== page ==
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EPA May Abandon Health Standards for Lead Air Pollution

From Larry West,
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Agency Decision Could Bring Back Leaded Gasoline

December 7, 2006—The Bush administration may eliminate health standards for lead air pollution that keep the lead out of gasoline—and out of the air—according to a preliminary staff review released this week by the U.S. Environmental Protection Agency.

This is one of the most startling pieces of environmental news to trickle out of Washington, D.C., in this era of jaw-dropping regulatory pronouncements, because removing lead from gasoline is generally considered one of the most successful clean-air strategies of the past 30 years.

Why Eliminate Lead Air Pollution Health Standards?
The EPA’s rationale for deregulating lead as an air pollutant is like a case study for convoluted logic. Basically, the EPA says that concentrations of lead in the air have dropped more than 90 percent since 1976, when the agency started regulating the toxic heavy metal as an air pollutant, and now argues that its success in keeping lead out of the air through regulation may justify taking lead off the list of air pollutants the agency is required to regulate. Huh?

Instead of the usual “if it ain’t broke, don’t fix it” approach, the EPA seems to be contemplating the less common “if it’s working, then break it” strategy.

U.S. Rep. Henry Waxman, D-Calif., who will take over as chairman of the House Committee on Government Reform when Congress convenes in January, urged EPA Administrator Stephen Johnson to “renounce this dangerous proposal immediately” and said “this deregulatory effort cannot be defended.”

The Dangers of Lead Air Pollution
Lead is highly toxic and can cause severe nerve damage and impair physical and mental development, especially in children. Lead also enters the atmosphere from coal, oil, iron and steel production; lead smelters; battery production; solid waste; and tobacco smoke. Lead is one of six air pollutants the EPA is required to review every five years to make sure the health standards are tough enough to protect the public. The other air pollutants are ozone, soot, sulfur dioxide, carbon monoxide and nitrous oxides.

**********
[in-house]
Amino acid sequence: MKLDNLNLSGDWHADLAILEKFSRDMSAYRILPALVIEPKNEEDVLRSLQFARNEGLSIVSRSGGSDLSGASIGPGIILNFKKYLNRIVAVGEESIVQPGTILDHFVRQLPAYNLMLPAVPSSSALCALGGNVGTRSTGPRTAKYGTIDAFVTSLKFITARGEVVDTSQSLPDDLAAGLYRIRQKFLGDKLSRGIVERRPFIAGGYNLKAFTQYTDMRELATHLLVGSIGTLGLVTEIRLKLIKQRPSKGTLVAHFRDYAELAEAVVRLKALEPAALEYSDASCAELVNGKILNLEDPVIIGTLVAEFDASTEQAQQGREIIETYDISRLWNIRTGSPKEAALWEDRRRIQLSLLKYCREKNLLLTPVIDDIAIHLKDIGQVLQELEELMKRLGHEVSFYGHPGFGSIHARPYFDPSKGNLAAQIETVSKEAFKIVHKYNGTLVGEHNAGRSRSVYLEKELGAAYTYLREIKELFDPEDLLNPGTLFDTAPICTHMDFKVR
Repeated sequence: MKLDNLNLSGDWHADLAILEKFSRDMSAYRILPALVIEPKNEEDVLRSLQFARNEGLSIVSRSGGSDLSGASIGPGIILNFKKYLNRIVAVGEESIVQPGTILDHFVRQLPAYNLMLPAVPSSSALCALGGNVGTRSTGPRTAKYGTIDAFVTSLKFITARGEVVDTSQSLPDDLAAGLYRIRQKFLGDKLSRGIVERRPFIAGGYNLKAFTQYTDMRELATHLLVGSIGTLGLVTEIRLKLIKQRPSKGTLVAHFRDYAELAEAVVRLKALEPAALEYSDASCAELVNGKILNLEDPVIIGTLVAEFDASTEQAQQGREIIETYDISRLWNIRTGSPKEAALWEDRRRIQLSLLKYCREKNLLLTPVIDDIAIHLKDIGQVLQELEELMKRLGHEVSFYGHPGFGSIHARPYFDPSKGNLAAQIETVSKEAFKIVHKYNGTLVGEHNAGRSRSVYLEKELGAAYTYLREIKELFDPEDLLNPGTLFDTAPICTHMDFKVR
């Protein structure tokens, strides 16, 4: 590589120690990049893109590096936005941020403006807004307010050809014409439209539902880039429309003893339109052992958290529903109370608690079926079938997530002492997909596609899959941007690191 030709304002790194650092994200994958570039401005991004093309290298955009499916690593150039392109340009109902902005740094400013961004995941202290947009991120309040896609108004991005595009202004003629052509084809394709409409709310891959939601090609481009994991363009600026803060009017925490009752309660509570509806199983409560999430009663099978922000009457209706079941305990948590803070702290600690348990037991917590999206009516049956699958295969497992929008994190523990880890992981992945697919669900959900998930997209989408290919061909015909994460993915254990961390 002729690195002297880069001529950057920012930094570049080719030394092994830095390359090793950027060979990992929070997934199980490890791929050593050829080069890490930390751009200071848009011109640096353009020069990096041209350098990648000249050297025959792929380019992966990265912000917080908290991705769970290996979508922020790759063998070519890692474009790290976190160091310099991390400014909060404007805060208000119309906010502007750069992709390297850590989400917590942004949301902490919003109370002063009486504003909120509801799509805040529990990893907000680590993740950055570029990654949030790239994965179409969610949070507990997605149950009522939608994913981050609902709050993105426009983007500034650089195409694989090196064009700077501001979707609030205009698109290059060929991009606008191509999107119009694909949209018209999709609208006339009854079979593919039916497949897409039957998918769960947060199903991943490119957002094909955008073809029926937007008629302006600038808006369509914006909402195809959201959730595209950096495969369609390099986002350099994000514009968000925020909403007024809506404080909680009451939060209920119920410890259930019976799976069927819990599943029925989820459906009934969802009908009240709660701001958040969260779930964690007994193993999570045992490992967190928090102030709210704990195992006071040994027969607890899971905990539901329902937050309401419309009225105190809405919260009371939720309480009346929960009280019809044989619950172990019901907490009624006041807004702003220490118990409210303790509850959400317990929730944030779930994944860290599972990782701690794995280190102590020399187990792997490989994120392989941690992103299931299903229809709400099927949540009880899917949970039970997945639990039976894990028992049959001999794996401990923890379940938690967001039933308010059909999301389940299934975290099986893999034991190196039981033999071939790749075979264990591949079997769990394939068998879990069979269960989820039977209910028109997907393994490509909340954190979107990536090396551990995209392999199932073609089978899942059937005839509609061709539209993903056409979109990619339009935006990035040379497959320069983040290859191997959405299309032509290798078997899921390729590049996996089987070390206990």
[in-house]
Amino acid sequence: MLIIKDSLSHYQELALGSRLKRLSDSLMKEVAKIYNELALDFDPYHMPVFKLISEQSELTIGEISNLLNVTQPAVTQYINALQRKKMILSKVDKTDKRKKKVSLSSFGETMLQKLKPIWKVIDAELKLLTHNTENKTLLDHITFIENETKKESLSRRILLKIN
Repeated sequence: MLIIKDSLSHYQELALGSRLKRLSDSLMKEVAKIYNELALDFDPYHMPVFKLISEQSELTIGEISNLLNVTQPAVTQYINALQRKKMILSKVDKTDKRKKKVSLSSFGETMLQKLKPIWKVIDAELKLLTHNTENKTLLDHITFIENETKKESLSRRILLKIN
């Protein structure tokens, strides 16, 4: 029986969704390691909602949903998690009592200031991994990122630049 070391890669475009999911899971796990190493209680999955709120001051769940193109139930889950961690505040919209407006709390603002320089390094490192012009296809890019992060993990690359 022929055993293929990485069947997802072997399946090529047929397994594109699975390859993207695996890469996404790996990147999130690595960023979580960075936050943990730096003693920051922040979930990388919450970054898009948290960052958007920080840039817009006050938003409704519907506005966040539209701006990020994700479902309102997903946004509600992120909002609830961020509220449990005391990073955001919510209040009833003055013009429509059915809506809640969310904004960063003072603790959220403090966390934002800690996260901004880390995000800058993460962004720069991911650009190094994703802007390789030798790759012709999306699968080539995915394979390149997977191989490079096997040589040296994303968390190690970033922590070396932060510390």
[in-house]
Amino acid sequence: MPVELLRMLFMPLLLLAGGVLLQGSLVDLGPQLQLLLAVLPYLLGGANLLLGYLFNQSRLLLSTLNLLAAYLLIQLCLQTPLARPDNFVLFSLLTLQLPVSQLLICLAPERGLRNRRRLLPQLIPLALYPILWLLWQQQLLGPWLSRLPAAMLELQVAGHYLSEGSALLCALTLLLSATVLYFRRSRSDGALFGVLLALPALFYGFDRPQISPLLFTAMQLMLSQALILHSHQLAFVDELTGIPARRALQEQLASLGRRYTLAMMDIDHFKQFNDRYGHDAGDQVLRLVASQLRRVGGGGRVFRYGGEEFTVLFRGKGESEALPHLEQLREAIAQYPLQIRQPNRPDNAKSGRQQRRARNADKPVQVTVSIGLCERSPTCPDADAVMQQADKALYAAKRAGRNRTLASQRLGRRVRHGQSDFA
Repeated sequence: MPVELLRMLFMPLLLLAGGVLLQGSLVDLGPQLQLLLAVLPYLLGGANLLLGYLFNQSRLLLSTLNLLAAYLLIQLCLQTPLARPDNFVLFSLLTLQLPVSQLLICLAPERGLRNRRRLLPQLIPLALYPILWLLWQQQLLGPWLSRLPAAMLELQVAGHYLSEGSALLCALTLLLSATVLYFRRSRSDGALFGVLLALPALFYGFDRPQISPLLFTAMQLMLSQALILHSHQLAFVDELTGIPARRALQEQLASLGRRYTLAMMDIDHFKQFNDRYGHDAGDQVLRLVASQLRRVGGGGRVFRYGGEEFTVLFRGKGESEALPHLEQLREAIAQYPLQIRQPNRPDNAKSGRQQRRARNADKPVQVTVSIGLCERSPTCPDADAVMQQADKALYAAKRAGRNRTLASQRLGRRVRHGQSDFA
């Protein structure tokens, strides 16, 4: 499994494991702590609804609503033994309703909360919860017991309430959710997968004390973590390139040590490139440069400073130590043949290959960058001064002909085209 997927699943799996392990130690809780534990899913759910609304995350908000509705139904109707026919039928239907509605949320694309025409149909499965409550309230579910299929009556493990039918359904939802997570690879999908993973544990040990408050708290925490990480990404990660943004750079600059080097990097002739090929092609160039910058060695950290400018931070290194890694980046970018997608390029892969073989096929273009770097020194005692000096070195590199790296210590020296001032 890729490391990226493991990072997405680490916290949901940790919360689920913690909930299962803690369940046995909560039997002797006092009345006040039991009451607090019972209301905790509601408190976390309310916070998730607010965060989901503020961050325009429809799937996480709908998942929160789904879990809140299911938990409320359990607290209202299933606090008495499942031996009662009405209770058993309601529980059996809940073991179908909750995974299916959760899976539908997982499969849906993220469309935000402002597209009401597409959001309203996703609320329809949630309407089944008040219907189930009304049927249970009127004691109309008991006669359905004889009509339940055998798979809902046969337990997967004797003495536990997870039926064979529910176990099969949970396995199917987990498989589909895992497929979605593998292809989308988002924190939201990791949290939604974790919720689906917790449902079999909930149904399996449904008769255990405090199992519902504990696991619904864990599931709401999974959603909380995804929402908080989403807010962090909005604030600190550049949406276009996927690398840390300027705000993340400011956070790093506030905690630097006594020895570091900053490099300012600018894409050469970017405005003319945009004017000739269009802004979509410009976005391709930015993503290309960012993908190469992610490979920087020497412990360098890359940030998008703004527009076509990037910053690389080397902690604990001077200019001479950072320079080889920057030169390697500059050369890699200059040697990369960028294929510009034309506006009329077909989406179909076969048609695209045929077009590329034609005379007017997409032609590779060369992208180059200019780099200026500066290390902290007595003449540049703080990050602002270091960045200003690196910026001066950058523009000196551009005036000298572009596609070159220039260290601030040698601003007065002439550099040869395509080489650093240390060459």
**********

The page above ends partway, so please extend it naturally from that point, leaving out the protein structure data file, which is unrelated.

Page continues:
Over the past 30 years, the EPA has repeatedly missed the deadlines set under the Clean Air Act. While environmental groups have responded with lawsuits and public condemnations, lead smelters and refiners, and battery makers have all lobbied the administration to eliminate Clean Air Act standards on lead.

Dropping Health Standards for Lead Air Pollution “Dangerous and Idiotic”
Bill Wehrum, who heads the Office of Air and Radiation at the EPA, told the Associated Press that the agency is “committed to continuing to significantly reduce lead emissions in this country. That's what we're trying to figure out.”

But John Walke, a former EPA lawyer who is now the clean air director for the Natural Resources Defense Council, called the potential change “dangerous and idiotic.”

That sounds about right.

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